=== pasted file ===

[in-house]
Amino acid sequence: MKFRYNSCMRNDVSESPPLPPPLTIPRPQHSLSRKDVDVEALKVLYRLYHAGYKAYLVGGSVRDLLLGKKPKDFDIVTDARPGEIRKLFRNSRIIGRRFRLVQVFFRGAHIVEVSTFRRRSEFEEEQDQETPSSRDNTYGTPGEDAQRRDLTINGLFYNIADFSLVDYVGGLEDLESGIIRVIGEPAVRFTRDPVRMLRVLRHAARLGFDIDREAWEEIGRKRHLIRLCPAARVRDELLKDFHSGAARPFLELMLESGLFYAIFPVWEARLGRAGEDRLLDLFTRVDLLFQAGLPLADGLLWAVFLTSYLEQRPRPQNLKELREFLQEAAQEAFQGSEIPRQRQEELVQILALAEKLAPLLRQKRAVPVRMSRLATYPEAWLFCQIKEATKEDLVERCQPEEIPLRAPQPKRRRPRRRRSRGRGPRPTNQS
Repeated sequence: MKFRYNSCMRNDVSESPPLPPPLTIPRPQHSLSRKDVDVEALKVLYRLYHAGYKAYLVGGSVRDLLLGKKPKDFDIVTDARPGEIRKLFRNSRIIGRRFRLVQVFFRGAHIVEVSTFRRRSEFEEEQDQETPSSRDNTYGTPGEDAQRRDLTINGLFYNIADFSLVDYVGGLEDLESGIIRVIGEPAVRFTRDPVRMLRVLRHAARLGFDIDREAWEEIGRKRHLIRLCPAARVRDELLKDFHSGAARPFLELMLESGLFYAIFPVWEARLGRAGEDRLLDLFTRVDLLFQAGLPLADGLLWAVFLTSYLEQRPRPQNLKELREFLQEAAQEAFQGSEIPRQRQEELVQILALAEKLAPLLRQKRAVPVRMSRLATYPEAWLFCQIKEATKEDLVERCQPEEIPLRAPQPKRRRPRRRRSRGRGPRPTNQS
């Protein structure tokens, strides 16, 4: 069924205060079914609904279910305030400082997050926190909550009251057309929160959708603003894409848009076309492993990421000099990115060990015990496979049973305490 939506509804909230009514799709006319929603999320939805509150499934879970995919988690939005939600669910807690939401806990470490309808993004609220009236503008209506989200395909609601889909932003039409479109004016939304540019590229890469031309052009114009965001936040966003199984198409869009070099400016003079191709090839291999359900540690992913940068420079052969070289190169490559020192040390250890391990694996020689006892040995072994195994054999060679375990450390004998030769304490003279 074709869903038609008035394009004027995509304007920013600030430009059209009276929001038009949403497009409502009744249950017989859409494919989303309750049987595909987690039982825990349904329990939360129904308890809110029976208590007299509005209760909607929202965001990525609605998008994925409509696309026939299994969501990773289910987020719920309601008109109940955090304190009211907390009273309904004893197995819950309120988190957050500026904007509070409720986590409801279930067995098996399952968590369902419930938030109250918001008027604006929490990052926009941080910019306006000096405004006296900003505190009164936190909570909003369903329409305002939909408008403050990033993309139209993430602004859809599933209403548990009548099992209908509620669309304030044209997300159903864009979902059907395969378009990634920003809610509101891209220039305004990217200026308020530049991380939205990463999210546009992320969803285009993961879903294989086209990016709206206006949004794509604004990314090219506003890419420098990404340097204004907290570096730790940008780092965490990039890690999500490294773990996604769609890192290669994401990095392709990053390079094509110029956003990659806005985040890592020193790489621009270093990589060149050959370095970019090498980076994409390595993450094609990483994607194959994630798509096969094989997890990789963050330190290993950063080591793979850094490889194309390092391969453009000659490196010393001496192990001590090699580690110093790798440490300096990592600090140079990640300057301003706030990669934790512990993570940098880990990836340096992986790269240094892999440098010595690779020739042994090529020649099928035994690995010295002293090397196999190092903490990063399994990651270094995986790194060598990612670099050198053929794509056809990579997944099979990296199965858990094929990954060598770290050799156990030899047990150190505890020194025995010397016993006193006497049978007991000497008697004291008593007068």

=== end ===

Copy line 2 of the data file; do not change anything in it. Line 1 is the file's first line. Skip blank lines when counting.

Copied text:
Amino acid sequence: MKFRYNSCMRNDVSESPPLPPPLTIPRPQHSLSRKDVDVEALKVLYRLYHAGYKAYLVGGSVRDLLLGKKPKDFDIVTDARPGEIRKLFRNSRIIGRRFRLVQVFFRGAHIVEVSTFRRRSEFEEEQDQETPSSRDNTYGTPGEDAQRRDLTINGLFYNIADFSLVDYVGGLEDLESGIIRVIGEPAVRFTRDPVRMLRVLRHAARLGFDIDREAWEEIGRKRHLIRLCPAARVRDELLKDFHSGAARPFLELMLESGLFYAIFPVWEARLGRAGEDRLLDLFTRVDLLFQAGLPLADGLLWAVFLTSYLEQRPRPQNLKELREFLQEAAQEAFQGSEIPRQRQEELVQILALAEKLAPLLRQKRAVPVRMSRLATYPEAWLFCQIKEATKEDLVERCQPEEIPLRAPQPKRRRPRRRRSRGRGPRPTNQS